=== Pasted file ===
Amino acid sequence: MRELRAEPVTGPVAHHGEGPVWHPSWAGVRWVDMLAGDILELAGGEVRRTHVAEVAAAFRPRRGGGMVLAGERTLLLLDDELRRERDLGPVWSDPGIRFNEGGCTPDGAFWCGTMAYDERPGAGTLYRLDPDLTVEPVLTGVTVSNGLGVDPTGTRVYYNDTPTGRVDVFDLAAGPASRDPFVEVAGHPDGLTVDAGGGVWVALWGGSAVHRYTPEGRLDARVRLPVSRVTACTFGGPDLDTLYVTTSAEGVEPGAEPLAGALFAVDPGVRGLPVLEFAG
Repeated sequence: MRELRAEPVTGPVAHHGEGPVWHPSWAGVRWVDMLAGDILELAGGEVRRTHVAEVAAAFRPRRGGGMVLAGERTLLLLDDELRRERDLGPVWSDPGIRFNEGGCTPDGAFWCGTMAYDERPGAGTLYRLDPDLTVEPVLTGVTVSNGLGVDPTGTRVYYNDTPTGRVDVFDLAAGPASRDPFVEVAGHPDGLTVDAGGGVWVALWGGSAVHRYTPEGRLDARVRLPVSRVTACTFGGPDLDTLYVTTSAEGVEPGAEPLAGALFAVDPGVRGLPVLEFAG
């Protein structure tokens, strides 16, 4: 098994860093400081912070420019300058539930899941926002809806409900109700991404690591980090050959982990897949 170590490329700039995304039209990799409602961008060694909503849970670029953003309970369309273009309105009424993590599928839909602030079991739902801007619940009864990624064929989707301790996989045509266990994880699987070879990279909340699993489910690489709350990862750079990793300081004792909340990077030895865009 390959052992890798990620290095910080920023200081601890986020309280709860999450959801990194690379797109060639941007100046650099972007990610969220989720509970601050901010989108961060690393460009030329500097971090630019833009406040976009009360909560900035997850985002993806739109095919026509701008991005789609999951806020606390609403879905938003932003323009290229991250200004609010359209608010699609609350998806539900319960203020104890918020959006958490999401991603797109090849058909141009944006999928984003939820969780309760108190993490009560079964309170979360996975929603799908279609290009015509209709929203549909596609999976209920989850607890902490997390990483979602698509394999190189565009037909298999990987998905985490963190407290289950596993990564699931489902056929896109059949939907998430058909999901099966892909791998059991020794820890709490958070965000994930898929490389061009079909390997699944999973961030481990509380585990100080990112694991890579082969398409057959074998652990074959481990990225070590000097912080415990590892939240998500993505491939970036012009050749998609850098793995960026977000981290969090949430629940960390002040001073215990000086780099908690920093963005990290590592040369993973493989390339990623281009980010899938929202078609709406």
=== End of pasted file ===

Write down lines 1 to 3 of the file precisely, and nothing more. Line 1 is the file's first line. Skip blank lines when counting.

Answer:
Amino acid sequence: MRELRAEPVTGPVAHHGEGPVWHPSWAGVRWVDMLAGDILELAGGEVRRTHVAEVAAAFRPRRGGGMVLAGERTLLLLDDELRRERDLGPVWSDPGIRFNEGGCTPDGAFWCGTMAYDERPGAGTLYRLDPDLTVEPVLTGVTVSNGLGVDPTGTRVYYNDTPTGRVDVFDLAAGPASRDPFVEVAGHPDGLTVDAGGGVWVALWGGSAVHRYTPEGRLDARVRLPVSRVTACTFGGPDLDTLYVTTSAEGVEPGAEPLAGALFAVDPGVRGLPVLEFAG
Repeated sequence: MRELRAEPVTGPVAHHGEGPVWHPSWAGVRWVDMLAGDILELAGGEVRRTHVAEVAAAFRPRRGGGMVLAGERTLLLLDDELRRERDLGPVWSDPGIRFNEGGCTPDGAFWCGTMAYDERPGAGTLYRLDPDLTVEPVLTGVTVSNGLGVDPTGTRVYYNDTPTGRVDVFDLAAGPASRDPFVEVAGHPDGLTVDAGGGVWVALWGGSAVHRYTPEGRLDARVRLPVSRVTACTFGGPDLDTLYVTTSAEGVEPGAEPLAGALFAVDPGVRGLPVLEFAG
């Protein structure tokens, strides 16, 4: 098994860093400081912070420019300058539930899941926002809806409900109700991404690591980090050959982990897949 170590490329700039995304039209990799409602961008060694909503849970670029953003309970369309273009309105009424993590599928839909602030079991739902801007619940009864990624064929989707301790996989045509266990994880699987070879990279909340699993489910690489709350990862750079990793300081004792909340990077030895865009 390959052992890798990620290095910080920023200081601890986020309280709860999450959801990194690379797109060639941007100046650099972007990610969220989720509970601050901010989108961060690393460009030329500097971090630019833009406040976009009360909560900035997850985002993806739109095919026509701008991005789609999951806020606390609403879905938003932003323009290229991250200004609010359209608010699609609350998806539900319960203020104890918020959006958490999401991603797109090849058909141009944006999928984003939820969780309760108190993490009560079964309170979360996975929603799908279609290009015509209709929203549909596609999976209920989850607890902490997390990483979602698509394999190189565009037909298999990987998905985490963190407290289950596993990564699931489902056929896109059949939907998430058909999901099966892909791998059991020794820890709490958070965000994930898929490389061009079909390997699944999973961030481990509380585990100080990112694991890579082969398409057959074998652990074959481990990225070590000097912080415990590892939240998500993505491939970036012009050749998609850098793995960026977000981290969090949430629940960390002040001073215990000086780099908690920093963005990290590592040369993973493989390339990623281009980010899938929202078609709406």